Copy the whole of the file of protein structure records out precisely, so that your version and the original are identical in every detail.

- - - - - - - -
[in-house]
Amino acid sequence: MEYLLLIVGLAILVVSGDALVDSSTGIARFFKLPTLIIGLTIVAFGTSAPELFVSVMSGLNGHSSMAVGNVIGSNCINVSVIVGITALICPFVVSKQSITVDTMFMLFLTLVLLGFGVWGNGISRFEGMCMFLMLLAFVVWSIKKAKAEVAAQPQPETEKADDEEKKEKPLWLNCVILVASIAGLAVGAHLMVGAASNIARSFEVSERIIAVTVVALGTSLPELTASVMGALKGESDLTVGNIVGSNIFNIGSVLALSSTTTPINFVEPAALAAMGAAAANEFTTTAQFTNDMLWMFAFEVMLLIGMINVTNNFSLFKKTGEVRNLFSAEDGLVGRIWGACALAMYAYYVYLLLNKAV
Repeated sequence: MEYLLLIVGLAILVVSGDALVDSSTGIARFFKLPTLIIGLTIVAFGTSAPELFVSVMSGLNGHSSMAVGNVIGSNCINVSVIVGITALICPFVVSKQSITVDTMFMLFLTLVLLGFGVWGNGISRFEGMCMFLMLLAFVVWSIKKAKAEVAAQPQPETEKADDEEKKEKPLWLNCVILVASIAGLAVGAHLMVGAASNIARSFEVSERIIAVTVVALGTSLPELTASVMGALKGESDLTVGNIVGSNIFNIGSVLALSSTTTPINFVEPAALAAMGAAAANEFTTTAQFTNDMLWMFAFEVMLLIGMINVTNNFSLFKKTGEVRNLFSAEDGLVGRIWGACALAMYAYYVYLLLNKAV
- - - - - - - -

[in-house]
Amino acid sequence: MEYLLLIVGLAILVVSGDALVDSSTGIARFFKLPTLIIGLTIVAFGTSAPELFVSVMSGLNGHSSMAVGNVIGSNCINVSVIVGITALICPFVVSKQSITVDTMFMLFLTLVLLGFGVWGNGISRFEGMCMFLMLLAFVVWSIKKAKAEVAAQPQPETEKADDEEKKEKPLWLNCVILVASIAGLAVGAHLMVGAASNIARSFEVSERIIAVTVVALGTSLPELTASVMGALKGESDLTVGNIVGSNIFNIGSVLALSSTTTPINFVEPAALAAMGAAAANEFTTTAQFTNDMLWMFAFEVMLLIGMINVTNNFSLFKKTGEVRNLFSAEDGLVGRIWGACALAMYAYYVYLLLNKAV
Repeated sequence: MEYLLLIVGLAILVVSGDALVDSSTGIARFFKLPTLIIGLTIVAFGTSAPELFVSVMSGLNGHSSMAVGNVIGSNCINVSVIVGITALICPFVVSKQSITVDTMFMLFLTLVLLGFGVWGNGISRFEGMCMFLMLLAFVVWSIKKAKAEVAAQPQPETEKADDEEKKEKPLWLNCVILVASIAGLAVGAHLMVGAASNIARSFEVSERIIAVTVVALGTSLPELTASVMGALKGESDLTVGNIVGSNIFNIGSVLALSSTTTPINFVEPAALAAMGAAAANEFTTTAQFTNDMLWMFAFEVMLLIGMINVTNNFSLFKKTGEVRNLFSAEDGLVGRIWGACALAMYAYYVYLLLNKAV